The U.S. set a new renewable energy milestone in March, in data released Wednesday. For the first time, wind and solar accounted for 10 percent of all electricity generation, with wind comprising 8 percent and solar coming in at 2 percent.
The report was published by the U.S. Energy Information Administration (EIA), which collects and disseminates environmental data that is used to inform policymakers.
Wind and solar generation typically peaks in the spring and fall when there is less energy demand, and the EIA expects April to continue the record-setting 10 percent trend. That 10 percent mark is expected to slip in summer months, but 2016 saw an overall growth in renewables.
The report noted that Texas generated more wind and solar energy than any other state, nearly all of which came from wind. Iowa, however, had the largest share of renewables in total energy production. Over a third, 37 percent, of the state's energy now comes from wind and solar power.
News of the increased use of renewables comes on the heels of environmental uncertainty after the U.S. pulled out of the Paris Climate Agreement earlier this month. The Trump administration has also pushed for less stringent environmental regulations and a renewed interest in coal production.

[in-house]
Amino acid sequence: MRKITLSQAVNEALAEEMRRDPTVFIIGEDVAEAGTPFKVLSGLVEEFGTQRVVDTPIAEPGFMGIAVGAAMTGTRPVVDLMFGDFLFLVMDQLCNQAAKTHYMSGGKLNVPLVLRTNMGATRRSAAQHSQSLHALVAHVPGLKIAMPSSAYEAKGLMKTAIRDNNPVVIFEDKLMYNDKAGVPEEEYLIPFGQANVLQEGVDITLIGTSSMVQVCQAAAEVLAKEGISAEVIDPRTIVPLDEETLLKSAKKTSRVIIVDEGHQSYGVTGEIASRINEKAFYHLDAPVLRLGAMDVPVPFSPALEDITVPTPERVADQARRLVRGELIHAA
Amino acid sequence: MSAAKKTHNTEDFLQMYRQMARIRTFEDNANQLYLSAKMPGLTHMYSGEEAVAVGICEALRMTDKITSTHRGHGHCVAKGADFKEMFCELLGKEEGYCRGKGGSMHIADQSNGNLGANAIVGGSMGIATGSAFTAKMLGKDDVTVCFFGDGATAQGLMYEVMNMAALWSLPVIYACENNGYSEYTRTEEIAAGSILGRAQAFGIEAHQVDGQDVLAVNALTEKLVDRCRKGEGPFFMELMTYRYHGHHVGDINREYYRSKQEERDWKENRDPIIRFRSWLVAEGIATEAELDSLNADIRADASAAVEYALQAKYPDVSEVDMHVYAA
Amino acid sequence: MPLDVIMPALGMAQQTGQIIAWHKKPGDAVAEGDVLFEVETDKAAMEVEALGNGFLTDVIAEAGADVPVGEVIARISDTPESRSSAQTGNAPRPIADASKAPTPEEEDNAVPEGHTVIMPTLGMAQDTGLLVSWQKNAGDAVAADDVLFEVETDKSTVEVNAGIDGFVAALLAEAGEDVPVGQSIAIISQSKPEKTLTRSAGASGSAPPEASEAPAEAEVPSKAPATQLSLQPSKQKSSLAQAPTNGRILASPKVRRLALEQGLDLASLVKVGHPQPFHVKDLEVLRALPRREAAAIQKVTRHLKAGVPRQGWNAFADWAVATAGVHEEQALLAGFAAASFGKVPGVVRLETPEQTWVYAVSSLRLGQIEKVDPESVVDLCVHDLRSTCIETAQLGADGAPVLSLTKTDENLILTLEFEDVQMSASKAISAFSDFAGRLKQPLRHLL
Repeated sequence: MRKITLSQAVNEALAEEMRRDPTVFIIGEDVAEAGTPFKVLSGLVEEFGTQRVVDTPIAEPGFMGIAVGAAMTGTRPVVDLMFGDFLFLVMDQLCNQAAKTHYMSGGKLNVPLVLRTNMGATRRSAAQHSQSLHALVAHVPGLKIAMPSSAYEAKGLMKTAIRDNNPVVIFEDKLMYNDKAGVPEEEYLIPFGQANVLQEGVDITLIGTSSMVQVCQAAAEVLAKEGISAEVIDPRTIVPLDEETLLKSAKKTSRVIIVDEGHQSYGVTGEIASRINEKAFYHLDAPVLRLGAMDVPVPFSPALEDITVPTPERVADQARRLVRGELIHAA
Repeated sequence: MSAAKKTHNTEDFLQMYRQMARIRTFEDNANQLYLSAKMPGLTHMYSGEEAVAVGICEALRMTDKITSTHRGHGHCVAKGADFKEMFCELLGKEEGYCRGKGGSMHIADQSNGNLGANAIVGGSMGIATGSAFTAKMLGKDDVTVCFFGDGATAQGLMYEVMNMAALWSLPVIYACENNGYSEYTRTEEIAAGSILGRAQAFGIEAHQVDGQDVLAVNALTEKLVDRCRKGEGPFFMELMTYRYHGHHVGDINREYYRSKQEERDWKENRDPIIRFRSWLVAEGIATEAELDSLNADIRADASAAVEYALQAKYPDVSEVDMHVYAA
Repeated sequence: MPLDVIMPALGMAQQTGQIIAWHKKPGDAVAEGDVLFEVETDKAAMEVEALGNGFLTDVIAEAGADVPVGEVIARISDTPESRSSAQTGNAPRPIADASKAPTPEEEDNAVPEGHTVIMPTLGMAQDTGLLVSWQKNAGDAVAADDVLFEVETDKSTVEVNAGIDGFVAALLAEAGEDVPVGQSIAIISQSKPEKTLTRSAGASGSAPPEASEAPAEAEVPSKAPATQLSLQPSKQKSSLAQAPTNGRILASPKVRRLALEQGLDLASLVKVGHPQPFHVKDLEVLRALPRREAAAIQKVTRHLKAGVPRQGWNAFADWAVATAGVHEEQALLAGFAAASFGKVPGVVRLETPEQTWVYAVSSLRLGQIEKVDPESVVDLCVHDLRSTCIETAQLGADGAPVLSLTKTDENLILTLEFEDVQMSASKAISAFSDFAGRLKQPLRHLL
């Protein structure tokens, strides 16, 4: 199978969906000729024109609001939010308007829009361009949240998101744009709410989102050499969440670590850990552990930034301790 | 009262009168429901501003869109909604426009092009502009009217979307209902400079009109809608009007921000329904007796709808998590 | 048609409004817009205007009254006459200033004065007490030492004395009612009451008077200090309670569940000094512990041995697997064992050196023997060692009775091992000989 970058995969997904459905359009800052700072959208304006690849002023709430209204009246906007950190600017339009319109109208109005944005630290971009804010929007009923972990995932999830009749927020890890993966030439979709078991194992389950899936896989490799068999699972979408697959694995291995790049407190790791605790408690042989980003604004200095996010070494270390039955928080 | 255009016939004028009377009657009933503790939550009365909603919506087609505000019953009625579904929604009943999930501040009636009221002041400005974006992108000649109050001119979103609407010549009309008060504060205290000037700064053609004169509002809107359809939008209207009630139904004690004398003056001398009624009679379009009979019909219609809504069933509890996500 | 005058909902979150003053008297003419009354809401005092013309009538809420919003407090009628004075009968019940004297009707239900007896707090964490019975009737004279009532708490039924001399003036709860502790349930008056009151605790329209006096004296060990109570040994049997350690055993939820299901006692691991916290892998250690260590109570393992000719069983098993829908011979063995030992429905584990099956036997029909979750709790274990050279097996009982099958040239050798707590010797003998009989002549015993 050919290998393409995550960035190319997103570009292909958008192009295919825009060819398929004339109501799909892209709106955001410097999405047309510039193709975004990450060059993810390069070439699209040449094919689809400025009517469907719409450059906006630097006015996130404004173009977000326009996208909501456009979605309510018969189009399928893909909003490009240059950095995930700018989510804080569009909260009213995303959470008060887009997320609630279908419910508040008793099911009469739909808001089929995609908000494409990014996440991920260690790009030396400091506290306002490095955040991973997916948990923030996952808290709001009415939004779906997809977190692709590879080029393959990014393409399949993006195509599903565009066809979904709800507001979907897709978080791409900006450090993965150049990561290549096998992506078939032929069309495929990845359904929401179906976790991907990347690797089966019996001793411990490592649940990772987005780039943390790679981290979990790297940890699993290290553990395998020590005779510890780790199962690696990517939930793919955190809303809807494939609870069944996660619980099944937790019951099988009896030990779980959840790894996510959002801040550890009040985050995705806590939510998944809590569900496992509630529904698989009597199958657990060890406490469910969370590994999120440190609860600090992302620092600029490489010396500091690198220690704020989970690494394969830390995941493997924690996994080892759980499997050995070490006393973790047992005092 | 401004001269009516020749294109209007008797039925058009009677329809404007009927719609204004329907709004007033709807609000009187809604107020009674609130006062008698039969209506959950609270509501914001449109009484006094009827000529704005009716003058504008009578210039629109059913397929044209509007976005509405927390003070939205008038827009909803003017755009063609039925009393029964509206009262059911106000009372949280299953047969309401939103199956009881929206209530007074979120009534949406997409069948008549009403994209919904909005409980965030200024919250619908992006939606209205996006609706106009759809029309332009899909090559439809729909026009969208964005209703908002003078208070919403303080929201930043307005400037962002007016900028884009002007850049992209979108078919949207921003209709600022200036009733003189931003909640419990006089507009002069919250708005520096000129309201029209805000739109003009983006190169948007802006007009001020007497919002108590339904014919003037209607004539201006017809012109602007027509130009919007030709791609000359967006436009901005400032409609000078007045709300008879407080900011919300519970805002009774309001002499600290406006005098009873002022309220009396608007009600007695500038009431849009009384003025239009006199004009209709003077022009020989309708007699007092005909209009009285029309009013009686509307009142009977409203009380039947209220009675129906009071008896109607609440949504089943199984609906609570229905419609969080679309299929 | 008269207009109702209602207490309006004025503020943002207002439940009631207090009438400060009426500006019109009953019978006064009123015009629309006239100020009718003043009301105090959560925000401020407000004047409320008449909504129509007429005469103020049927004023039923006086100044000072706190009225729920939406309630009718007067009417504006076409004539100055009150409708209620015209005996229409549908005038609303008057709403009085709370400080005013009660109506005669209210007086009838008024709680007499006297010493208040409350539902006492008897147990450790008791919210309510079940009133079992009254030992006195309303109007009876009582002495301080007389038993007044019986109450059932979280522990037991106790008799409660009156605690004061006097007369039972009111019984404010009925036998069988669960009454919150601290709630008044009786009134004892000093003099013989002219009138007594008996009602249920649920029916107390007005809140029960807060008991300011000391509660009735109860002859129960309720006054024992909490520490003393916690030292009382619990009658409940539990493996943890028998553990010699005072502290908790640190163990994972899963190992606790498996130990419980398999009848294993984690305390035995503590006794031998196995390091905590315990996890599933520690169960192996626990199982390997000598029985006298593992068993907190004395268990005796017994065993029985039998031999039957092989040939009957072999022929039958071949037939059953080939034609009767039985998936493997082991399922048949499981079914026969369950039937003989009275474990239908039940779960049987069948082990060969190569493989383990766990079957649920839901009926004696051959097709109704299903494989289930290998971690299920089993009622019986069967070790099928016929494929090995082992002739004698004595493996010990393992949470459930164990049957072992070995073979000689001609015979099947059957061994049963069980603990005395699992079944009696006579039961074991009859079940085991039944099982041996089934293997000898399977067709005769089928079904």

While fossil fuels still dominate energy production overall in the U.S., solar and wind production are on a growth trajectory (especially in China, India, and some other developing countries, as well as parts of Europe). 2015 was the first record-setting year that more new infrastructure for renewable energy was installed than new infrastructure for nonrenewable energy.
Earlier this month, National Geographic reported that climate progress could not be derailed by the U.S. pulling out from the Paris Agreement for six reasons—the first among them being that solar and wind have become more cost competitive than coal.
The private sector is increasingly driving a global push for renewables as solar and wind become increasingly competitive. Solar panels and wind turbines are becoming cheaper and more commercially viable, meaning investor interest may spur continued growth in the future.
Earlier today the island of Tilos, Greece, announced that it would be entirely run on wind and solar power. The small island is able to generate enough electricity thanks to one wind turbine and a small photovoltaic park. (Read about another small island that went renewable.)
Under the Obama-era Clean Power Plan, renewable energy was expected to surpass coal in energy production by 2040, however, without these regulations, the EIA estimated in 2016 that this scenario was no longer likely.
Natural gas, which has spurred debate over fracking and pipeline infrastructure, remains on track to outpace renewables and coal.
Header Image: Solar panels stand at the Ivanpah Solar Electric Generating System in the Mojave Desert near Primm, Nevada in 2014. California and Arizona by far generate the most electricity with solar power in the U.S. PHOTOGRAPH BY JACOB KEPLER, BLOOMBERG, GETTY IMAGES